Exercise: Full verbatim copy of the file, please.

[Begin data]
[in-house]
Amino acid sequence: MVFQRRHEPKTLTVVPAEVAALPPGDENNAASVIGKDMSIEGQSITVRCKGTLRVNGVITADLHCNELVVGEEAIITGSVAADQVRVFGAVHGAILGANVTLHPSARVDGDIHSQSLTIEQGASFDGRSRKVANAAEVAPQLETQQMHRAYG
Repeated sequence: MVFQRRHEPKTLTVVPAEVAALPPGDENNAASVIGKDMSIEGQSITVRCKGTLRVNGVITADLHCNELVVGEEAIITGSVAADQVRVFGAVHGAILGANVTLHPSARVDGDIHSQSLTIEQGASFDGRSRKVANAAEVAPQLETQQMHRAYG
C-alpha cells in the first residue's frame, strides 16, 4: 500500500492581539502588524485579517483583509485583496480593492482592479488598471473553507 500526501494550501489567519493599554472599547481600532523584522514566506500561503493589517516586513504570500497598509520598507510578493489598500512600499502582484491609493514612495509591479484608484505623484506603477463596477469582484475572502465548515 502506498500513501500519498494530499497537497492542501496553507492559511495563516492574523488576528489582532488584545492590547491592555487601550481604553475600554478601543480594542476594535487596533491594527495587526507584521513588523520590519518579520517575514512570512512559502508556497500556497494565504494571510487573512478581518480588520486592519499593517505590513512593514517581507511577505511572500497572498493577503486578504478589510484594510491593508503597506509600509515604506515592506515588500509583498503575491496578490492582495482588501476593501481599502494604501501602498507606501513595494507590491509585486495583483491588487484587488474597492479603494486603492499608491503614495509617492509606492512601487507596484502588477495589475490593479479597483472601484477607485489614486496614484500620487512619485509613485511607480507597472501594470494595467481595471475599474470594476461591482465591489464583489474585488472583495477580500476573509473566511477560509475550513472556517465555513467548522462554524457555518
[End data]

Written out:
[in-house]
Amino acid sequence: MVFQRRHEPKTLTVVPAEVAALPPGDENNAASVIGKDMSIEGQSITVRCKGTLRVNGVITADLHCNELVVGEEAIITGSVAADQVRVFGAVHGAILGANVTLHPSARVDGDIHSQSLTIEQGASFDGRSRKVANAAEVAPQLETQQMHRAYG
Repeated sequence: MVFQRRHEPKTLTVVPAEVAALPPGDENNAASVIGKDMSIEGQSITVRCKGTLRVNGVITADLHCNELVVGEEAIITGSVAADQVRVFGAVHGAILGANVTLHPSARVDGDIHSQSLTIEQGASFDGRSRKVANAAEVAPQLETQQMHRAYG
C-alpha cells in the first residue's frame, strides 16, 4: 500500500492581539502588524485579517483583509485583496480593492482592479488598471473553507 500526501494550501489567519493599554472599547481600532523584522514566506500561503493589517516586513504570500497598509520598507510578493489598500512600499502582484491609493514612495509591479484608484505623484506603477463596477469582484475572502465548515 502506498500513501500519498494530499497537497492542501496553507492559511495563516492574523488576528489582532488584545492590547491592555487601550481604553475600554478601543480594542476594535487596533491594527495587526507584521513588523520590519518579520517575514512570512512559502508556497500556497494565504494571510487573512478581518480588520486592519499593517505590513512593514517581507511577505511572500497572498493577503486578504478589510484594510491593508503597506509600509515604506515592506515588500509583498503575491496578490492582495482588501476593501481599502494604501501602498507606501513595494507590491509585486495583483491588487484587488474597492479603494486603492499608491503614495509617492509606492512601487507596484502588477495589475490593479479597483472601484477607485489614486496614484500620487512619485509613485511607480507597472501594470494595467481595471475599474470594476461591482465591489464583489474585488472583495477580500476573509473566511477560509475550513472556517465555513467548522462554524457555518